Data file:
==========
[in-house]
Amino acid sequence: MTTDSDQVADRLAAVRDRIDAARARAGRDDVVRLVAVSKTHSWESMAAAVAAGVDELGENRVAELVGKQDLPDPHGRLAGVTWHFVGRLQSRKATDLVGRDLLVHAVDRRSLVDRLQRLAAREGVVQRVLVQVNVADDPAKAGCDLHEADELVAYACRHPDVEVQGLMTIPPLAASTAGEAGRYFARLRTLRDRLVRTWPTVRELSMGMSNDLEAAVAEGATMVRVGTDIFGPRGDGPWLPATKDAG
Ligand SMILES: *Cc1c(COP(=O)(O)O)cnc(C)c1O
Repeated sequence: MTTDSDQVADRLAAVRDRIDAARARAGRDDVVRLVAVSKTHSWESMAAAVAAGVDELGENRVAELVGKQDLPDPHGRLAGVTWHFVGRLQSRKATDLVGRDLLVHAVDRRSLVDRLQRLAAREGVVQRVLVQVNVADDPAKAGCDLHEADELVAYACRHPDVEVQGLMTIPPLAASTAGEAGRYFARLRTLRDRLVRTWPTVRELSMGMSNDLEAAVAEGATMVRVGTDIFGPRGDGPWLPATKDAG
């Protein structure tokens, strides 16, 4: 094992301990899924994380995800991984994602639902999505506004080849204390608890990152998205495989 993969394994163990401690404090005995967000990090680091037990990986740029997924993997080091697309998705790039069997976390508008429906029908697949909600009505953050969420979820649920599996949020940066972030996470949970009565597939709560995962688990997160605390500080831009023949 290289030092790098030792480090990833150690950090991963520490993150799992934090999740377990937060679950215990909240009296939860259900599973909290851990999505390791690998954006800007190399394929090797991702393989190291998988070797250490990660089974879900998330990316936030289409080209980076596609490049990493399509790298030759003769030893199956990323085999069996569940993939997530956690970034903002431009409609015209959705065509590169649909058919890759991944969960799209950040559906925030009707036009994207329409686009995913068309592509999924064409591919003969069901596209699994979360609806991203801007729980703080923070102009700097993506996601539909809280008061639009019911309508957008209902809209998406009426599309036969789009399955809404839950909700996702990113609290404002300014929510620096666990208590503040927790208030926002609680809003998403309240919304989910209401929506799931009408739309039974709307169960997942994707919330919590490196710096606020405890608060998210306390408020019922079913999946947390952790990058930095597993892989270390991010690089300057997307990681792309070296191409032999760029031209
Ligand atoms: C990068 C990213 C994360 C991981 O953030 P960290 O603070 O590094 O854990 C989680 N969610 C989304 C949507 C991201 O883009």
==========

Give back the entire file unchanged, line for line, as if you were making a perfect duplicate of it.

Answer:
[in-house]
Amino acid sequence: MTTDSDQVADRLAAVRDRIDAARARAGRDDVVRLVAVSKTHSWESMAAAVAAGVDELGENRVAELVGKQDLPDPHGRLAGVTWHFVGRLQSRKATDLVGRDLLVHAVDRRSLVDRLQRLAAREGVVQRVLVQVNVADDPAKAGCDLHEADELVAYACRHPDVEVQGLMTIPPLAASTAGEAGRYFARLRTLRDRLVRTWPTVRELSMGMSNDLEAAVAEGATMVRVGTDIFGPRGDGPWLPATKDAG
Ligand SMILES: *Cc1c(COP(=O)(O)O)cnc(C)c1O
Repeated sequence: MTTDSDQVADRLAAVRDRIDAARARAGRDDVVRLVAVSKTHSWESMAAAVAAGVDELGENRVAELVGKQDLPDPHGRLAGVTWHFVGRLQSRKATDLVGRDLLVHAVDRRSLVDRLQRLAAREGVVQRVLVQVNVADDPAKAGCDLHEADELVAYACRHPDVEVQGLMTIPPLAASTAGEAGRYFARLRTLRDRLVRTWPTVRELSMGMSNDLEAAVAEGATMVRVGTDIFGPRGDGPWLPATKDAG
């Protein structure tokens, strides 16, 4: 094992301990899924994380995800991984994602639902999505506004080849204390608890990152998205495989 993969394994163990401690404090005995967000990090680091037990990986740029997924993997080091697309998705790039069997976390508008429906029908697949909600009505953050969420979820649920599996949020940066972030996470949970009565597939709560995962688990997160605390500080831009023949 290289030092790098030792480090990833150690950090991963520490993150799992934090999740377990937060679950215990909240009296939860259900599973909290851990999505390791690998954006800007190399394929090797991702393989190291998988070797250490990660089974879900998330990316936030289409080209980076596609490049990493399509790298030759003769030893199956990323085999069996569940993939997530956690970034903002431009409609015209959705065509590169649909058919890759991944969960799209950040559906925030009707036009994207329409686009995913068309592509999924064409591919003969069901596209699994979360609806991203801007729980703080923070102009700097993506996601539909809280008061639009019911309508957008209902809209998406009426599309036969789009399955809404839950909700996702990113609290404002300014929510620096666990208590503040927790208030926002609680809003998403309240919304989910209401929506799931009408739309039974709307169960997942994707919330919590490196710096606020405890608060998210306390408020019922079913999946947390952790990058930095597993892989270390991010690089300057997307990681792309070296191409032999760029031209
Ligand atoms: C990068 C990213 C994360 C991981 O953030 P960290 O603070 O590094 O854990 C989680 N969610 C989304 C949507 C991201 O883009």